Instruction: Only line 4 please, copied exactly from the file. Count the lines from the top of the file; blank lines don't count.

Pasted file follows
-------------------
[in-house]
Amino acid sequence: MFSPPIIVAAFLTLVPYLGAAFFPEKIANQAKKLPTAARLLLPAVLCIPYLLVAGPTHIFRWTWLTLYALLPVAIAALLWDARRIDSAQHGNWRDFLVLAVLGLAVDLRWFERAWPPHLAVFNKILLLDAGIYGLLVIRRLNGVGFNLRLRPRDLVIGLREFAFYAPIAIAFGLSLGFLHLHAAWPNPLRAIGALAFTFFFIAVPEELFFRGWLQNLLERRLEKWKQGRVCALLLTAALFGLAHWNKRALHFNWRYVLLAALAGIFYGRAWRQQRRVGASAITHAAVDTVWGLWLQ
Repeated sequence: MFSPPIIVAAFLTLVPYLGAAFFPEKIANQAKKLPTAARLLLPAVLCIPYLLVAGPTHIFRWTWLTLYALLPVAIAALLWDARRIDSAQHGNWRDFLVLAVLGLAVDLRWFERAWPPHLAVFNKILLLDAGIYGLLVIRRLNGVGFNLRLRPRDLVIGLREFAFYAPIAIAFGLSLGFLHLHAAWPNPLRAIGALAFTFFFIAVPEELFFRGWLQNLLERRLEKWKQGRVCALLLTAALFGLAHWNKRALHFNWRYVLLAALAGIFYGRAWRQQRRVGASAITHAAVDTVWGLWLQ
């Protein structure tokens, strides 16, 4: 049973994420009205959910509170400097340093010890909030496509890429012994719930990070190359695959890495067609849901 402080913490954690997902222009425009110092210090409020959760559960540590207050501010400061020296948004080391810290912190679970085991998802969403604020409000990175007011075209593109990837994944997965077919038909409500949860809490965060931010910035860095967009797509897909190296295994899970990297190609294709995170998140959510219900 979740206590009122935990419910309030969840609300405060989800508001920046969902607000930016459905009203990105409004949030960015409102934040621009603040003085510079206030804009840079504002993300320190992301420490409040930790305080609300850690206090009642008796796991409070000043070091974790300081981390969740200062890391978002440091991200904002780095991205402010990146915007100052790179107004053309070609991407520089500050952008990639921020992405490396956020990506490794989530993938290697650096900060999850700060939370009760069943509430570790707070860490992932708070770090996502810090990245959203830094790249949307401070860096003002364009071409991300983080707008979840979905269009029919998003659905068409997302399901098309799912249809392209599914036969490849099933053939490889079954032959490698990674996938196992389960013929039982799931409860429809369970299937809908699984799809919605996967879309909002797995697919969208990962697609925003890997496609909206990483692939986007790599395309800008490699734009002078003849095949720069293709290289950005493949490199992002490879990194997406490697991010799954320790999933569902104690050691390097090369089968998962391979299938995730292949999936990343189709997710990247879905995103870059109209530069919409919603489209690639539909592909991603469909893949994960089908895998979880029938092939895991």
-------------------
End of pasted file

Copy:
């Protein structure tokens, strides 16, 4: 049973994420009205959910509170400097340093010890909030496509890429012994719930990070190359695959890495067609849901 402080913490954690997902222009425009110092210090409020959760559960540590207050501010400061020296948004080391810290912190679970085991998802969403604020409000990175007011075209593109990837994944997965077919038909409500949860809490965060931010910035860095967009797509897909190296295994899970990297190609294709995170998140959510219900 979740206590009122935990419910309030969840609300405060989800508001920046969902607000930016459905009203990105409004949030960015409102934040621009603040003085510079206030804009840079504002993300320190992301420490409040930790305080609300850690206090009642008796796991409070000043070091974790300081981390969740200062890391978002440091991200904002780095991205402010990146915007100052790179107004053309070609991407520089500050952008990639921020992405490396956020990506490794989530993938290697650096900060999850700060939370009760069943509430570790707070860490992932708070770090996502810090990245959203830094790249949307401070860096003002364009071409991300983080707008979840979905269009029919998003659905068409997302399901098309799912249809392209599914036969490849099933053939490889079954032959490698990674996938196992389960013929039982799931409860429809369970299937809908699984799809919605996967879309909002797995697919969208990962697609925003890997496609909206990483692939986007790599395309800008490699734009002078003849095949720069293709290289950005493949490199992002490879990194997406490697991010799954320790999933569902104690050691390097090369089968998962391979299938995730292949999936990343189709997710990247879905995103870059109209530069919409919603489209690639539909592909991603469909893949994960089908895998979880029938092939895991």